The world of sharing is so rich because so many great people choose to share freely.
Would you like to share your work in a way that others can easily make use of it? Here are some tips.
- License your work under a Creative Commons license.
This means that you are saying to others “It’s ok to use my stuff without asking first.”
The easiest way to do this is to just write “Copyright [your name], licensed under CC BY” (or whatever license you choose) on your work.
You can also use the Creative Commons license chooser. Once you choose a license, it will give you a bit of HTML code to paste in your web site. This will make your works more easily found by search engines.
- Post your work on sites that make sharing easy.
Here are some of my easy-to-use favorites:
- Flickr for photos
- Vimeo for videos
- Wikispaces for wikis
- Curriki for curriculum resources
- ccMixter for music
- Freesound for sound effects
These sites all support Creative Commons licensing.
- Use formats that make remix easy.
This means avoiding things like PDFs and using files that folks can easily edit.
- Tell the world you are sharing.
Tweet, post, yell it from the rooftops.
- Spread the word about sharing.
Tell others about the benefits of using a Creative Commons sharing license. The more we all share, the better life is.
Unfortunately, to date, these have only been available as pdf files. Pdfs are good for printing, but not much good for other uses, like putting on mobile devices, interacting with, making movies, etc.
The great thing about open licensed content, though, is that you can remix content like this.
So this summer and fall, I’ve been working on taking these pdf files and remixing them into PowerPoint presentations, separate jpg art files, and interactive VoiceThreads (with audio and the ability for students to record their own audio).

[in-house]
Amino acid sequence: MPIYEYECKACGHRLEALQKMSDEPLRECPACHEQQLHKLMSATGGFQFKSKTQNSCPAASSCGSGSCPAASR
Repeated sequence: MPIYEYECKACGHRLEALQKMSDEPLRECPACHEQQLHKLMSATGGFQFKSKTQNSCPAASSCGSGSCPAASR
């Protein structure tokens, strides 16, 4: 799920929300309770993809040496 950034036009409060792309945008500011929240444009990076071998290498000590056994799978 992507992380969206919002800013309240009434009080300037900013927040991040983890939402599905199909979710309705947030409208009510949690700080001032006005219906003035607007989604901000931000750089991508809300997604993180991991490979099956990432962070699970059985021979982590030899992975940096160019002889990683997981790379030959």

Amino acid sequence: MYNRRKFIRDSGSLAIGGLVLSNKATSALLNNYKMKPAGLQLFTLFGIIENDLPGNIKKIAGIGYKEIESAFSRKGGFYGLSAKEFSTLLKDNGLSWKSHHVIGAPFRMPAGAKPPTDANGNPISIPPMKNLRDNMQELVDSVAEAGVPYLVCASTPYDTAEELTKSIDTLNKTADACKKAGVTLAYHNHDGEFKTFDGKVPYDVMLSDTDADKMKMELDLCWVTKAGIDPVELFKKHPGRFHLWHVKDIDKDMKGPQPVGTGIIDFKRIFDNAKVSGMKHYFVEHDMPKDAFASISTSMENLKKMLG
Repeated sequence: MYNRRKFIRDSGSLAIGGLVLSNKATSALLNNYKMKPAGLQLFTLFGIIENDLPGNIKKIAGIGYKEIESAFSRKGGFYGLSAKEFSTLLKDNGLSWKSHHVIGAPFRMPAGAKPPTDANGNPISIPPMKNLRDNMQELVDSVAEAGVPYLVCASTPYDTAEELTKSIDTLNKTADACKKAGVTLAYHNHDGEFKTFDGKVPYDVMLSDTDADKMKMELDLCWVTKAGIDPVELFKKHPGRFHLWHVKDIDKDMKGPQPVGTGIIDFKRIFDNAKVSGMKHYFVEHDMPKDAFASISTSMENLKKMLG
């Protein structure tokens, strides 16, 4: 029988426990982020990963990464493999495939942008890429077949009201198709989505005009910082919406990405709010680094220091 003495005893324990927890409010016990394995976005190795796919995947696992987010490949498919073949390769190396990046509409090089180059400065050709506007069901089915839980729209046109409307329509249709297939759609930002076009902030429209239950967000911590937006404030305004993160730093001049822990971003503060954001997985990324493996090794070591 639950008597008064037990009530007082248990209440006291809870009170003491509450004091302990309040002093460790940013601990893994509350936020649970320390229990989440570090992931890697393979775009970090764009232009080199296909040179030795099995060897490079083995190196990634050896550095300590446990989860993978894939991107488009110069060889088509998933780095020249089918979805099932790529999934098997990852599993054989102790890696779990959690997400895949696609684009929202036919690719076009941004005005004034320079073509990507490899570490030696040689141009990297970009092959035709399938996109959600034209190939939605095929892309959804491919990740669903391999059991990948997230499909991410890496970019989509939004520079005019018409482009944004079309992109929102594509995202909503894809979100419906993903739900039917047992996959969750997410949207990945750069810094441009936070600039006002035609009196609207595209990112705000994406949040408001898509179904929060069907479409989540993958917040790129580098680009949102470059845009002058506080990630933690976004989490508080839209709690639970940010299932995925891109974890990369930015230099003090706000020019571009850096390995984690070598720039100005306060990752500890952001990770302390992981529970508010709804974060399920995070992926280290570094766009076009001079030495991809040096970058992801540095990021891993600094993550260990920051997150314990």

All of these resources for almost 80 stories are available on Curriki, along with ideas for using them.
Thanks to FreeReading, the Hewlett Foundation, and Bon Education for inspiring the idea to do this and to Steve O. and David Wiley and his Educational Productivity Pledge (see P.S.) for the impetus to move ahead with it.
With several different groups (districts, states, publishers, etc.) working on tagging content assets — especially open ones — for the new Common Core standards, a group of us thought it might be useful to have a standard (no pun intended) tagging schema.
I don’t know much about what makes a “good tag,” but not being one to let ignorance stand in my way, I’d like to throw out a tag format to get input.
Here’s a first thought on this:
One question I have is with regard to the suffix. My thought was that it would be nice to be able to search a repository and find all the content for standard G-1c that is open. However, another alternative would be to omit the -oer suffix or have a separate oer tag and then search on the combination. I guess you could also tag both with and without the tag (e.g. both cc-8m-g-1c-oer and cc-8m-g-1c).
What other ideas, thoughts, comments, etc. do you all have?
[Thanks to Doug Sovde at Achieve for helping think this through.]
I’m not sure when this came out, but Google Advanced Search now has a filter for licenses.
I also stumbled upon a really brilliant survey about sharing from a group called Latitude. If you haven’t already, you really should take this survey. It takes a few minutes, but in going through it, I learned so much. It really made me think not only about different approaches to sharing, but also about different things in my life and how they are connected.
After taking the survey, I went to the partner site Shareable. Again brilliant. I immediately subscribed to their blog and then didn’t know whether to file it in my folder for open content or the one for sustainable food production, since it covers both of those topics and more. Wow! (I ultimately settled for the open content folder, but only because that’s the one I read more actively.)
If you care about sharing, sustainability, or the future, make sure to check out these great resources.